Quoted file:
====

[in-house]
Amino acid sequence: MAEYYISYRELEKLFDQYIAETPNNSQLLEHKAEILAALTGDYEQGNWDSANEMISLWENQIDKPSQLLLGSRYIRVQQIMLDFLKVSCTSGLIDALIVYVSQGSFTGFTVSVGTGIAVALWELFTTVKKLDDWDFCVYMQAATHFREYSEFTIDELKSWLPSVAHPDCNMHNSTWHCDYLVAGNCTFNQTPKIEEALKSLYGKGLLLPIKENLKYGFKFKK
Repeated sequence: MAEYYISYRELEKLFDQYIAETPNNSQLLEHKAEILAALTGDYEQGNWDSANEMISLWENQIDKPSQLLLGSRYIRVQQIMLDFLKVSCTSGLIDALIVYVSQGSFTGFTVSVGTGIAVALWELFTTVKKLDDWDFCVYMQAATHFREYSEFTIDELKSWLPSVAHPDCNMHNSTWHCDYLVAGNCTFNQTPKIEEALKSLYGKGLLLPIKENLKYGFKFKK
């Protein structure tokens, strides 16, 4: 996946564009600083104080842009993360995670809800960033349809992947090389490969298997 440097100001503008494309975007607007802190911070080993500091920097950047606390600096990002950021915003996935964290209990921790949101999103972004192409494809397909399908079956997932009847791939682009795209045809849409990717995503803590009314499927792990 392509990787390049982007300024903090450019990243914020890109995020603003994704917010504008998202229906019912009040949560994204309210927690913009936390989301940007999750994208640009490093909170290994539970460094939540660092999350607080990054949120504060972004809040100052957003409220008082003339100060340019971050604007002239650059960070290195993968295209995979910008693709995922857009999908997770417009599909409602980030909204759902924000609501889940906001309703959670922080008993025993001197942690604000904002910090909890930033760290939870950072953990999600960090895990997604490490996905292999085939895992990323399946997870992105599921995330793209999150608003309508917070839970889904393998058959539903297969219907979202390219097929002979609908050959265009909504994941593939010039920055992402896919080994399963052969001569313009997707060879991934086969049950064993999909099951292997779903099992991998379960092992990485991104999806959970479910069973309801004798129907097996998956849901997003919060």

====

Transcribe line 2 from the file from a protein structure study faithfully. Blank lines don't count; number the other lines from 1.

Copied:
Amino acid sequence: MAEYYISYRELEKLFDQYIAETPNNSQLLEHKAEILAALTGDYEQGNWDSANEMISLWENQIDKPSQLLLGSRYIRVQQIMLDFLKVSCTSGLIDALIVYVSQGSFTGFTVSVGTGIAVALWELFTTVKKLDDWDFCVYMQAATHFREYSEFTIDELKSWLPSVAHPDCNMHNSTWHCDYLVAGNCTFNQTPKIEEALKSLYGKGLLLPIKENLKYGFKFKK